Juniper Networks recently announced it will be dropping the NSA-developed Dual EC from its ScreenOS platform. Here's what you need to know.
One of the biggest fears of any company is that a hacker or outside organization is utilizing a backdoor to spy on them. For customers of Juniper Networks, as it turns out, the NSA could have been eavesdropping for quite some time.
On Friday, January 8, Juniper Networks' Derrick Scholl penned a blog post detailing steps the company had taken to mitigate some recent security issues. In the post, the company also noted that it would be replacing ANSI X9.31 and Dual EC DRBG in its in ScreenOS 6.3. The issue with this is that Dual EC DRBG is believed to have developed, in part, by the NSA.
For those unfamiliar, Dual EC DRBG stands for Dual Elliptic Curve Deterministic Random Bit Generator. According to the internal documents leaked by Edward Snowden, the Dual EC DRBG standard was published by the National Institute of Standards and Technology (NIST), with contributions from the NSA and contains a backdoor for the NSA as well.
According to a Juniper Networks press release, the changes were made to "enhance the robustness of the ScreenOS random number generation subsystem."
Random number generation is essential to security, and the company said it would be replacing Dual EC and ANSI X9.31 with the same number generation technology it is using in its other products sometime in the first half of this year. However, the question becomes why the company was using it to begin with.
Security consultant John Pironti said that the integrity of Dual Elliptic Curve has been questioned since 2007 by cryptographers, especially given its potential connection to the NSA.
"It is unfortunate that it has taken Juniper so long to remove this code," Pironti said. "One reason may be the significant amount of business that Juniper does with the US Government and its interest in preserving this business."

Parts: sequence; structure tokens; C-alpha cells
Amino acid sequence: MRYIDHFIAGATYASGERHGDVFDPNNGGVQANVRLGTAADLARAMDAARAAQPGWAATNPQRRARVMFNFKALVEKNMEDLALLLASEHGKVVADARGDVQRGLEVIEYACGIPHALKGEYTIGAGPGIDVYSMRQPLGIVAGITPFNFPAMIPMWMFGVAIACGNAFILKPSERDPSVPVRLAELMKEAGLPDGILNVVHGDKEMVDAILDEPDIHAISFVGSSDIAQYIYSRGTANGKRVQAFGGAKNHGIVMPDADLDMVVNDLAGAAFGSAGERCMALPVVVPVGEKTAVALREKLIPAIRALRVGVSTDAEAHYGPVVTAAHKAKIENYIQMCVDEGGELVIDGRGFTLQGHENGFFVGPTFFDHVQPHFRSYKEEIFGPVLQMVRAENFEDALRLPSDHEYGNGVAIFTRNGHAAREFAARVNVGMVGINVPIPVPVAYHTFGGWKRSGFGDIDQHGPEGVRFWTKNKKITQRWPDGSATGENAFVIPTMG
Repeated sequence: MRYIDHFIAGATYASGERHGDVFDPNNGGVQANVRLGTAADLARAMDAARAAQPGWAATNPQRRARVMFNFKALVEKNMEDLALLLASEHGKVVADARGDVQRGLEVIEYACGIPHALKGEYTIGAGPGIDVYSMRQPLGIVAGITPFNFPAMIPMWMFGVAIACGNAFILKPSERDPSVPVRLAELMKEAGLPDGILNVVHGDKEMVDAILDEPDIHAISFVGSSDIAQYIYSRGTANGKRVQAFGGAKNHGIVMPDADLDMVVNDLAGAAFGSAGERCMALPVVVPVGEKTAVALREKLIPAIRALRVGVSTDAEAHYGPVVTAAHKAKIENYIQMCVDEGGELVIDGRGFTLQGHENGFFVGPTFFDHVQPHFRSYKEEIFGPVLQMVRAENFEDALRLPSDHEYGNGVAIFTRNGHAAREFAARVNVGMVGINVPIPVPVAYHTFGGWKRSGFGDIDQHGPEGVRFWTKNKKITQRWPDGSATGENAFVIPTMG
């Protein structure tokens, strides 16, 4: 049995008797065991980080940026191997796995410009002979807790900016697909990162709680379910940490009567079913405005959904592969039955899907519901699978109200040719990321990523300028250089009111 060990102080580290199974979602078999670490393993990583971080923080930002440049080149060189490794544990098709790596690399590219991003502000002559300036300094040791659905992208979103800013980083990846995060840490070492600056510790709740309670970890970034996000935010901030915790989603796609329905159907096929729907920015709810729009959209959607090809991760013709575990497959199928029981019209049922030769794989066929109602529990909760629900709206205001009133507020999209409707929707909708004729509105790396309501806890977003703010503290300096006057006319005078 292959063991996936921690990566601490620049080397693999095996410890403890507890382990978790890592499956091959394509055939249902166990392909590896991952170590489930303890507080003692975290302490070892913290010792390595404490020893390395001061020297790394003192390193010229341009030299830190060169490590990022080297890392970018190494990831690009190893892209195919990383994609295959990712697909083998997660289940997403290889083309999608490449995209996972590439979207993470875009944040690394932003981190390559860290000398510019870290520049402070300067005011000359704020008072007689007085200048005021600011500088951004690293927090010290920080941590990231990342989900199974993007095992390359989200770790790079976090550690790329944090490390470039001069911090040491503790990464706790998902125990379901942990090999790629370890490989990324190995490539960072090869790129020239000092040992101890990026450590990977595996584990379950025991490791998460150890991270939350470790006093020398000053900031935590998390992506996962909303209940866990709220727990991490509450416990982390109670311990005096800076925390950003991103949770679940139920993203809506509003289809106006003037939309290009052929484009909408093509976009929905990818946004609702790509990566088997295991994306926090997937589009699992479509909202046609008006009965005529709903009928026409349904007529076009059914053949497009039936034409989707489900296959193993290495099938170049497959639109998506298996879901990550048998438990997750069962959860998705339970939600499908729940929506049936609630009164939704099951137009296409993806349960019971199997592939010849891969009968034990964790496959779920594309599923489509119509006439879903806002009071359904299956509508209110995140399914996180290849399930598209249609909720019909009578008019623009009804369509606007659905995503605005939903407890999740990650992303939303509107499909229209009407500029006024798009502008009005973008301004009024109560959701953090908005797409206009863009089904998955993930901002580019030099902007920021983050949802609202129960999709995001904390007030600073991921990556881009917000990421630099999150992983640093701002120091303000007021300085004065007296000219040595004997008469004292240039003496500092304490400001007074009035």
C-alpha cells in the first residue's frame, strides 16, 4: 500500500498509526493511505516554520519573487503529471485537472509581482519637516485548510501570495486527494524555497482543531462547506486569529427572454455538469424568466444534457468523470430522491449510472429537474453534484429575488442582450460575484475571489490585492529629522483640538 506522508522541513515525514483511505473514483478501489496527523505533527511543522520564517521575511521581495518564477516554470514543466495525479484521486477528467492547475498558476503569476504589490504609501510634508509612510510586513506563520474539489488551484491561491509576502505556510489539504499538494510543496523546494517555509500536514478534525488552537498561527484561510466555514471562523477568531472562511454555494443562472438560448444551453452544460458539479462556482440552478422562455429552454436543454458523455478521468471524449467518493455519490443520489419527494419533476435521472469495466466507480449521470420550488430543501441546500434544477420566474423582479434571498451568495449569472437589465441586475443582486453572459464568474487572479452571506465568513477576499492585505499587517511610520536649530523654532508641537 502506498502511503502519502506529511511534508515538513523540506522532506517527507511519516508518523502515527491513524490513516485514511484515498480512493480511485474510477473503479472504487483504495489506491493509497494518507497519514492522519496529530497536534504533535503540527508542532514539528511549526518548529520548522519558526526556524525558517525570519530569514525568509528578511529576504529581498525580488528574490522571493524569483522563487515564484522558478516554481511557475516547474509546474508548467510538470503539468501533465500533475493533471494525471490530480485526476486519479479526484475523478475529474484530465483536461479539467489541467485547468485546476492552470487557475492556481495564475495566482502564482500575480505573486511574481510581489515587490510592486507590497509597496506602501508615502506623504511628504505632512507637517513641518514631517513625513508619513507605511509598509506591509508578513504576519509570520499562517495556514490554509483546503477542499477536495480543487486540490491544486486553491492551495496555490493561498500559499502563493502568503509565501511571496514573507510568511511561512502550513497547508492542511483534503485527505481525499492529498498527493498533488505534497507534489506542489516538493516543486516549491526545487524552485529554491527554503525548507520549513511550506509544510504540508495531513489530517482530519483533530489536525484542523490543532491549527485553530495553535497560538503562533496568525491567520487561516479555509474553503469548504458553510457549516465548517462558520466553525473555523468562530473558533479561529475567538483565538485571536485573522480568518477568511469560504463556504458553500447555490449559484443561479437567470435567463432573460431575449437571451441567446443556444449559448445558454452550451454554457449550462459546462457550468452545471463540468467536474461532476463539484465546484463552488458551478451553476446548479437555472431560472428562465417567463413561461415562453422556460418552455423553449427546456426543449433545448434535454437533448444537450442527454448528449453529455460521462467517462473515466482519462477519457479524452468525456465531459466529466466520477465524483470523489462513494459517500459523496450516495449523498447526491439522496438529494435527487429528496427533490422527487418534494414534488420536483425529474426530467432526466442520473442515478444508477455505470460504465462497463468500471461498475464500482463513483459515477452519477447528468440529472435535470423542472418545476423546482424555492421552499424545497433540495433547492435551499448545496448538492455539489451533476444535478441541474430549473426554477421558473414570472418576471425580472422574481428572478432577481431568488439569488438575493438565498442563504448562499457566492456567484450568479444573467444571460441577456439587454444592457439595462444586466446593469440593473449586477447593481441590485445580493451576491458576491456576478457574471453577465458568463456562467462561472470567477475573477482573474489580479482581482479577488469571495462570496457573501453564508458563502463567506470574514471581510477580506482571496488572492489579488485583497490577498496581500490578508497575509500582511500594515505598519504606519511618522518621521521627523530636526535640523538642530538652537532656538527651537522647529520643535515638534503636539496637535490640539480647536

Whatever their reasons for using the code, companies such as Juniper's involvement with organizations like the NSA creates problems beyond just privacy concerns.
"Government involvement, especially from intelligence agencies creating backdoors into security products, can inflict distrust across the entire industry," said Ondrej Krehel, founder of security firm LIFARS.
The Dual EC news comes a mere day after University of California, San Diego researchers presented on a 2008 backdoor vulnerability in a Juniper product that gave access to VPN sessions, and a month or so after Rapid7 noted a default backdoor password in ScreenOS.
Disclosures like the one presented by Juniper can obviously be a serious concern to enterprise IT professionals. Anyone who discovers these backdoors can exploit them to attack an organization. And, if a vulnerability is detected in a vendor product and an organization avoids corrective action for too long, then they could be on the hook for any damage incurred.
For example, according to Shodan founder John Matherly, more than 200,000 devices were still vulnerable to OpenSSL's HeartBleed toward the end of 2015, more than a year after it was initially detected. At that point, the blame will often fall on the enterprise itself rather than the vendor.
To protect themselves, and better make informed decisions, Pironti suggests that enterprises should take a greater interest in the code and algorithms powering their favorite products.
"It is suggested that they require vendors to provide an inventory of all of the code libraries and algorithms used in the development of their products as part of the product/code procurement and acceptance process," Pironti said.
Additionally, he said, they should hold vendors and third parties accountable for the steps they take following a breach or attack.
TechRepublic columnist Michael Kassner said that another way organizations can protect themselves from potential threats and vulnerabilities is by setting up a verifiable chain of custody for critical networking gear.
"Experts state more often than not, security hardware and software companies subcontract parts of the software package or device assembly to third-party vendors," Kassner said. "Anywhere in that chain, malicious hardware and or software can be inserted into the component, assembly, or device."
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